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Alopecia Mucinosa

  • Author: Gervaise L Gerstner, MD; Chief Editor: Dirk M Elston, MD  more...
 
Updated: Oct 08, 2015
 

Background

Alopecia mucinosa, often referred to as follicular mucinosis, was first reported by Pinkus in 1957.[1] The dermatologic eruptions consist of follicular papules and/or indurated plaques that demonstrate distinct histologic changes in the hair follicles that lead to hair loss. The accumulation of mucinous material in the damaged hair follicles and sebaceous glands creates an inflammatory condition and subsequent degenerative process. The face, the neck, and the scalp are the most frequently affected sites, although lesions may appear on any part of the body.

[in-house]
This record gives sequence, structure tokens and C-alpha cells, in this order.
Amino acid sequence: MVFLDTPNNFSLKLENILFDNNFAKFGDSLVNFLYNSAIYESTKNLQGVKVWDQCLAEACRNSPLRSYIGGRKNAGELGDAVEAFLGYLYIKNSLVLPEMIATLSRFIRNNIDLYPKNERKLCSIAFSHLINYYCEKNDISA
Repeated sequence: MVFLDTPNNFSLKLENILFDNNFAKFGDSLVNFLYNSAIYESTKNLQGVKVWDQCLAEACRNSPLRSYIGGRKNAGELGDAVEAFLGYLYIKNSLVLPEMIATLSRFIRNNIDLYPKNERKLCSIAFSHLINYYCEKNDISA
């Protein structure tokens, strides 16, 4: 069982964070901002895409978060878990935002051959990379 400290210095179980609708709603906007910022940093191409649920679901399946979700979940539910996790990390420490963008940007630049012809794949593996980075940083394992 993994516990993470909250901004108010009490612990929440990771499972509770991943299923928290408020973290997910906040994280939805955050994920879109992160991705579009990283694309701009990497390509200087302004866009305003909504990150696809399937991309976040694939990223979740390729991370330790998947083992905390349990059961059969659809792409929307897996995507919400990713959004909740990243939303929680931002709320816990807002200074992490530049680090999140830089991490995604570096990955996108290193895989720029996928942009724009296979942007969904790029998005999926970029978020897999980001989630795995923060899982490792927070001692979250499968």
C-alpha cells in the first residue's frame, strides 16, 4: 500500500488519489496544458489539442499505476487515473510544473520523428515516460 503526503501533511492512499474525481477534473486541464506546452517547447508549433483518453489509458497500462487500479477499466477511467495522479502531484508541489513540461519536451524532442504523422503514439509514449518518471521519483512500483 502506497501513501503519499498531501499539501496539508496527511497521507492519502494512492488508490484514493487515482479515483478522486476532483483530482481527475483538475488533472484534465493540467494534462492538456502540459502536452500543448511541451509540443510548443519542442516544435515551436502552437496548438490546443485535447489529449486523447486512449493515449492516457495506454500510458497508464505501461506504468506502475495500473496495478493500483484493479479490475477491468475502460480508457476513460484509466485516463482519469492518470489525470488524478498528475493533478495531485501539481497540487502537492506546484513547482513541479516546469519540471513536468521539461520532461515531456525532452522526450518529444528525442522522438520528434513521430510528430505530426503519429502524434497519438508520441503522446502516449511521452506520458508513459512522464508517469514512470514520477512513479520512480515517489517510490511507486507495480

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Pathophysiology

Alopecia mucinosa is a disease process defined histopathologically by mucin deposition in hair follicles and sebaceous glands, which undergo epithelial reticular degeneration. The exact pathogenesis is unknown, although the role of circulating immune complexes and cell-mediated immunity has been considered. The 3 clinical variants of the disease consist of a primary acute disorder of young persons, a primary chronic disorder of older persons, and a secondary disorder associated with benign or malignant disease.